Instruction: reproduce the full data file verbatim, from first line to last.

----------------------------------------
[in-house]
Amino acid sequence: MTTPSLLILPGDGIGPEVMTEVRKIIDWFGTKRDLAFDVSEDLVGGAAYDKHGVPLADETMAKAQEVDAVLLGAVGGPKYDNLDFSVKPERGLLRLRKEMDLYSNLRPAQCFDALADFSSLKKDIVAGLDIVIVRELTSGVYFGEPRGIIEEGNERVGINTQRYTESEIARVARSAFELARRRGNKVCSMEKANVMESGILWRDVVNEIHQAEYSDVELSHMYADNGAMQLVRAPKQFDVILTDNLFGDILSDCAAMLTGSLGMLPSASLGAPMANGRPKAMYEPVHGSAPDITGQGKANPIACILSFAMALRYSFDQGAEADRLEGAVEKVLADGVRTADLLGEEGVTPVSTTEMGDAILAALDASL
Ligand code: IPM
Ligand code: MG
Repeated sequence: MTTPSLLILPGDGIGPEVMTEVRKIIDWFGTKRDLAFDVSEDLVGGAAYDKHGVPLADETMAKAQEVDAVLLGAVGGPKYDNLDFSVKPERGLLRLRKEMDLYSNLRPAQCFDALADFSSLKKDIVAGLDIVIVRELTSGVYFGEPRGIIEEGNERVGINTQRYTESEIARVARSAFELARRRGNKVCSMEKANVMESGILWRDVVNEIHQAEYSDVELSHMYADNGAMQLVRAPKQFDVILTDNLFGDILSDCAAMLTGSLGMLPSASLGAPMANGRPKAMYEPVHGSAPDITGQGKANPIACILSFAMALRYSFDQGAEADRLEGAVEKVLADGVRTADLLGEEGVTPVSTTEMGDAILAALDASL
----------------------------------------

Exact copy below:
[in-house]
Amino acid sequence: MTTPSLLILPGDGIGPEVMTEVRKIIDWFGTKRDLAFDVSEDLVGGAAYDKHGVPLADETMAKAQEVDAVLLGAVGGPKYDNLDFSVKPERGLLRLRKEMDLYSNLRPAQCFDALADFSSLKKDIVAGLDIVIVRELTSGVYFGEPRGIIEEGNERVGINTQRYTESEIARVARSAFELARRRGNKVCSMEKANVMESGILWRDVVNEIHQAEYSDVELSHMYADNGAMQLVRAPKQFDVILTDNLFGDILSDCAAMLTGSLGMLPSASLGAPMANGRPKAMYEPVHGSAPDITGQGKANPIACILSFAMALRYSFDQGAEADRLEGAVEKVLADGVRTADLLGEEGVTPVSTTEMGDAILAALDASL
Ligand code: IPM
Ligand code: MG
Repeated sequence: MTTPSLLILPGDGIGPEVMTEVRKIIDWFGTKRDLAFDVSEDLVGGAAYDKHGVPLADETMAKAQEVDAVLLGAVGGPKYDNLDFSVKPERGLLRLRKEMDLYSNLRPAQCFDALADFSSLKKDIVAGLDIVIVRELTSGVYFGEPRGIIEEGNERVGINTQRYTESEIARVARSAFELARRRGNKVCSMEKANVMESGILWRDVVNEIHQAEYSDVELSHMYADNGAMQLVRAPKQFDVILTDNLFGDILSDCAAMLTGSLGMLPSASLGAPMANGRPKAMYEPVHGSAPDITGQGKANPIACILSFAMALRYSFDQGAEADRLEGAVEKVLADGVRTADLLGEEGVTPVSTTEMGDAILAALDASL